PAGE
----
The rate of unemployment remained at a 10-year low of 5.3% in December, new figures from the Central Statistics office show today.
The CSO said the seasonally adjusted number of people who were unemployed in December stood at 127,100, a decrease of 20,000 when compared to December 2017.
The country’s unemployment rate has fallen from 6.4% a year ago and a financial crisis-peak of 16% in 2012.
Today’s CSO figures also show that the seasonally adjusted unemployment rate for men in December was 5.3%, down from 6.5% the same month the previous year.
The seasonally adjusted unemployment rate for women was 5.3%, down from 5.8% in December 2017.
Meanwhile, the seasonally adjusted youth unemployment rate eased to 12.2% in December from 12.3% in November.
Commenting on the CSO figures, Pawel Adrjan, economist at global job site Indeed, said that as the country edges closer to full employment it is worth considering the extent to which Ireland is maximising the use of the potential domestic workforce given the low participation rates for women, lone parents and those without third level education.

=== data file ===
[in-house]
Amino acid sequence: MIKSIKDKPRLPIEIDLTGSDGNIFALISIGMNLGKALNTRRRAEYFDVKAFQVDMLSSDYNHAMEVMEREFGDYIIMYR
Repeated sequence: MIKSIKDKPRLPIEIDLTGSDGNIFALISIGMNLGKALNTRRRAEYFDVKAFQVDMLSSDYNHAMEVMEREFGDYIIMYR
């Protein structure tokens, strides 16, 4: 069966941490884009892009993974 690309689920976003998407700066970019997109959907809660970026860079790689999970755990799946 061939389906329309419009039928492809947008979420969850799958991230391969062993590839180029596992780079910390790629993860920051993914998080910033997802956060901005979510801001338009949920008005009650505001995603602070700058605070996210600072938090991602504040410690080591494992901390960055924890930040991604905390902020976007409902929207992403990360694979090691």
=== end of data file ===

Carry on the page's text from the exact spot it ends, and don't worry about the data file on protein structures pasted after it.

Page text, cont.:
He noted that Ireland’s labour force participation rate for 25-64 year olds is below the EU average, and the gap has been widening in recent years for people without tertiary education.
“Policy efforts that focus on providing improved training and skills to those without tertiary education, will help people enter or re-enter the labour force, particularly those who are long-term unemployed or young people without jobs,” the economist said.
He noted that despite the declining unemployment rate long term and youth unemployment remain unacceptably high at 2.1% and 12.2% respectively.
These are both still above their respective pre-recession averages of 1.5% and 8.8% over the 2003-2007 period.
He also said it would also make sense to explore what can be done to help stay at home parents who would like to work to get jobs, adding that part-time roles and more flexible working arrangements could play an important role here.
“Searches for keywords related to flexible work, including remote and home working, have risen by 170% over the last two years on Indeed’s Irish site, suggesting rising interest from jobseekers in such arrangements,” the economist added.
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